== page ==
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Sunshine coast, Qld Australia
Jun 13, 2020 11:44 AM CST
I'm wondering what type of roots form in sphagnum moss propagation? For example in the context of propagating house plants in a sphagnum propagation box?
I've heard that when you root cuttings in water, it's water roots that form (which then need to transition to soil roots once you move the cutting to soil - does this mean the water roots die off??). So I'm wondering if it is water roots or soil roots that form when propagating in sphagnum? And if most plants that could be soil propagated could also be sphagnum propagated?
Name: Will Creed
Prof. plant consultant & educator
Jun 13, 2020 1:14 PM CST
|Most houseplants that can be propagated from stem cuttings can be propagated in water or soil or sphagnum moss or even a damp sponge. It is the constant moisture around a stem node that triggers the root development.
The roots that emerge are adapted to the source of the moisture whether plain water or soil, within limits of course. The adaptation is at the cell level and not visible to the naked eye. Roots developed in one medium can usually make the transition to another medium, but it is a slow delicate process without much margin for error. That is why many plants fail when moved from water to soil.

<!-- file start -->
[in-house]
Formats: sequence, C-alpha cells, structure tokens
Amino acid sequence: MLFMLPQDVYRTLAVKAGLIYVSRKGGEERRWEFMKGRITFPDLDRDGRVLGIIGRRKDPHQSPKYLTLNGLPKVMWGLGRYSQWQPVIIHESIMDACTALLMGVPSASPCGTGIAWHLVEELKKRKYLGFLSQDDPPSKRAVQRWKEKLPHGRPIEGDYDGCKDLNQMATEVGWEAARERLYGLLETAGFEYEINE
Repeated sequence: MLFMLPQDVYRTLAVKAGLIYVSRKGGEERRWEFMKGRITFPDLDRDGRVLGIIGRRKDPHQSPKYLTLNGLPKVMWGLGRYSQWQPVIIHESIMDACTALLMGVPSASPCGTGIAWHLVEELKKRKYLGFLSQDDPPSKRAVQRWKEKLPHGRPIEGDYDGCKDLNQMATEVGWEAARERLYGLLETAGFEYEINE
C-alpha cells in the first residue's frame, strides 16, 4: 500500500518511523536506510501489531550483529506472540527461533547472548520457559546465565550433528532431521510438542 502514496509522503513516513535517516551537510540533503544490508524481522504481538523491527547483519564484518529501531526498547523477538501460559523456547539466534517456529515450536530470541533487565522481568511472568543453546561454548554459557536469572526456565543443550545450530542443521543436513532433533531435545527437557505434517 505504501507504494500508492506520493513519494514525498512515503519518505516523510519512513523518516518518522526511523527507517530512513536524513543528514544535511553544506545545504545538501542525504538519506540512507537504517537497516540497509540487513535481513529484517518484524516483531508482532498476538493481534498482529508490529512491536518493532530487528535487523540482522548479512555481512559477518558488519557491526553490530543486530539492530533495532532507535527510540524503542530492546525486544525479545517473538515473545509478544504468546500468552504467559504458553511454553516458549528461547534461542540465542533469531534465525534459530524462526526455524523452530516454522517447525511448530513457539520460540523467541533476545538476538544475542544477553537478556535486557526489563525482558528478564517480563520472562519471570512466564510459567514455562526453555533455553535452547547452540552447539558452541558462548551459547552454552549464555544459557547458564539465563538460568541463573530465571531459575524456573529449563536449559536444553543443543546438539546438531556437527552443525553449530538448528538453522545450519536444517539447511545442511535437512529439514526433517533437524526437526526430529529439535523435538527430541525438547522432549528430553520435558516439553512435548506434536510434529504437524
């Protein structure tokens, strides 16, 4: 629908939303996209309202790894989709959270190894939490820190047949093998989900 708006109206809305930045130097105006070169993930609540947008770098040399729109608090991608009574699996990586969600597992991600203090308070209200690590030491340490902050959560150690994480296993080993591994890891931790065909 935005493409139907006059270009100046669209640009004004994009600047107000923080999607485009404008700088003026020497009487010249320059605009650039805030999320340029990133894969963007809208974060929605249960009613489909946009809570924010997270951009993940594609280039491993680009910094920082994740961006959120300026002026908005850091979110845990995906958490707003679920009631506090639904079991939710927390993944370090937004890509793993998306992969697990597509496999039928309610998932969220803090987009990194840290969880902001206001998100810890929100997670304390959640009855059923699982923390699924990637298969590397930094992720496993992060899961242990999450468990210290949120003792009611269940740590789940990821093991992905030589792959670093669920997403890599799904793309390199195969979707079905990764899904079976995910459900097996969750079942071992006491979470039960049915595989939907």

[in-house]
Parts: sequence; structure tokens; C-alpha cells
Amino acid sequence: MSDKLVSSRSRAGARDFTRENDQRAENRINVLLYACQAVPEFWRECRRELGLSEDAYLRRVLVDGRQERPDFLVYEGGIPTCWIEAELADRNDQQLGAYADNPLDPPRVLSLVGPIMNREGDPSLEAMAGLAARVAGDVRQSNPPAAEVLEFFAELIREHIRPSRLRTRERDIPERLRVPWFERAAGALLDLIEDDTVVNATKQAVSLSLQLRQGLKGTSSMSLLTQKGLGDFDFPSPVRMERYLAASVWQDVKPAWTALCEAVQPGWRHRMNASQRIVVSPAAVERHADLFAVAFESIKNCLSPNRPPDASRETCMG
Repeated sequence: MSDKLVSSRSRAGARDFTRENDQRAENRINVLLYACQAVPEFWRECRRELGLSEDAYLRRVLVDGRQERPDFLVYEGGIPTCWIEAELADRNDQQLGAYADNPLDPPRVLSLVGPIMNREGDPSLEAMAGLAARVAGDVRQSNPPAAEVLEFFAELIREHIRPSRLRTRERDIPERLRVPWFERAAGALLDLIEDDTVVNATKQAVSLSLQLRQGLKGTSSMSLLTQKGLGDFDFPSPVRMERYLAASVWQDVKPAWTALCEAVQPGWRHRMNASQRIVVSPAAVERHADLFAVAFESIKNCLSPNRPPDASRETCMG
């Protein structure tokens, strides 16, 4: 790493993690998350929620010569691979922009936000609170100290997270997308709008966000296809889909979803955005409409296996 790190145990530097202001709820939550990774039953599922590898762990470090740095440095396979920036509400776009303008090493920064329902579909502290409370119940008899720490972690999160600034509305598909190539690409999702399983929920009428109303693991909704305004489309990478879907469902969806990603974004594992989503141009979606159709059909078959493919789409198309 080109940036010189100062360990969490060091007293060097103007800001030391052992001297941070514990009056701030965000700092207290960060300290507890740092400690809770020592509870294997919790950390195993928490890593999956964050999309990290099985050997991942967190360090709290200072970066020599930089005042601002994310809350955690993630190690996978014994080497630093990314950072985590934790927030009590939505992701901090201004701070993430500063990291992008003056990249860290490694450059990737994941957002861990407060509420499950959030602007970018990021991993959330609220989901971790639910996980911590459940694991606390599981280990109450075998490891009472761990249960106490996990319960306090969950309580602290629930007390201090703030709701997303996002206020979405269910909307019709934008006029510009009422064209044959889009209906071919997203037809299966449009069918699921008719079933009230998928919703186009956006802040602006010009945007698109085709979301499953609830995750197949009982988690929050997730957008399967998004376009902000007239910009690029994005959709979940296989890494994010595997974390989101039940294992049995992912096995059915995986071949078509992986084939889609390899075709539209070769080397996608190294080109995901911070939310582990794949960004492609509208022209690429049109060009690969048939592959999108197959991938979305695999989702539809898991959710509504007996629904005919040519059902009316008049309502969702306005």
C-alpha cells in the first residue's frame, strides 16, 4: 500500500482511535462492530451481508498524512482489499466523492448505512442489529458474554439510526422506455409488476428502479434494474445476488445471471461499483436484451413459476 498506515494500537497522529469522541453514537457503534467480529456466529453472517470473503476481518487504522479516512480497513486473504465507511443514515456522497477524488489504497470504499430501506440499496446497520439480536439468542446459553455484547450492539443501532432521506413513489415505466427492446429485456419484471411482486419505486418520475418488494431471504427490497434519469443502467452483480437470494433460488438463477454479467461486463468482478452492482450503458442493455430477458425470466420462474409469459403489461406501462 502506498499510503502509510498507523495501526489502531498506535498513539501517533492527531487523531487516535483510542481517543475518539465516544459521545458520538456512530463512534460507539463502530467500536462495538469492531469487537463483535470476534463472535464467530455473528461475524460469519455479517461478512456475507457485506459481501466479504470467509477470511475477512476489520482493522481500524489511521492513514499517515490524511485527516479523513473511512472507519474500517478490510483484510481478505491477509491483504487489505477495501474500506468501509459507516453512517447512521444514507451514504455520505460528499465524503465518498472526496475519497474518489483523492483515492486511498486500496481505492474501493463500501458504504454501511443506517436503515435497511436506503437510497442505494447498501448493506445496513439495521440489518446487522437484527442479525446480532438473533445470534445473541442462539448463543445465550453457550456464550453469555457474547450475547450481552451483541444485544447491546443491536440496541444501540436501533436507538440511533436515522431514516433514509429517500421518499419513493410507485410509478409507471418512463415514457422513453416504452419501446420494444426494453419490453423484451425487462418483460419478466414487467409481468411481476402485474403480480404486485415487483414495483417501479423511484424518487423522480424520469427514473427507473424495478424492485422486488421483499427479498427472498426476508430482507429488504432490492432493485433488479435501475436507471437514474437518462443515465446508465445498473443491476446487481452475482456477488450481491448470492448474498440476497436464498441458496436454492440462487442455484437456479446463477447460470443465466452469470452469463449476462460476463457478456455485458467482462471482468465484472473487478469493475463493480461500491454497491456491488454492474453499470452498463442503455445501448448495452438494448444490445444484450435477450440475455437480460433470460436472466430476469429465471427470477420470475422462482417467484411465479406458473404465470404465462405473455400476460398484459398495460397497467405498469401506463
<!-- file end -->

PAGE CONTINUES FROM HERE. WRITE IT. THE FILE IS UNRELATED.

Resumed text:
During such a transition, it is the existing roots that change while new roots also emerge that are already adapted to the new medium. When done properly, the older roots do not die.
Personally, I like propagating plants in sphagnum moss because it provides a nice balance of moisture and oxygen around the roots and the moisture of the moss is easier to monitor. The transition from moss to potting soil is easier than from water to potting soil.
Air layering is another method of propagation and usually involves the use of sphagnum moss.
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Sunshine coast, Qld Australia
Jun 13, 2020 3:02 PM CST
|Thanks so much for such an informative response Will!
I'm excited to try more sphagnum propagation. I just set up a sphagnum propagation box last week, I've found two rotten leaves this morning (at type of pothos or philodendron I'm not sure, it's variegated), but they had very short petioles and the leaves were touching the moss so I'm not sure if that could be why. Anyway I'll try to keep learning more about this method as I think it could be a good fit for me when i get it right. Thanks again :)
Jun 13, 2020 3:19 PM CST
|I plant the rooted cutting, including the moss, in the potting soil. The roots move out from the moss and aren't barerooted in the process.
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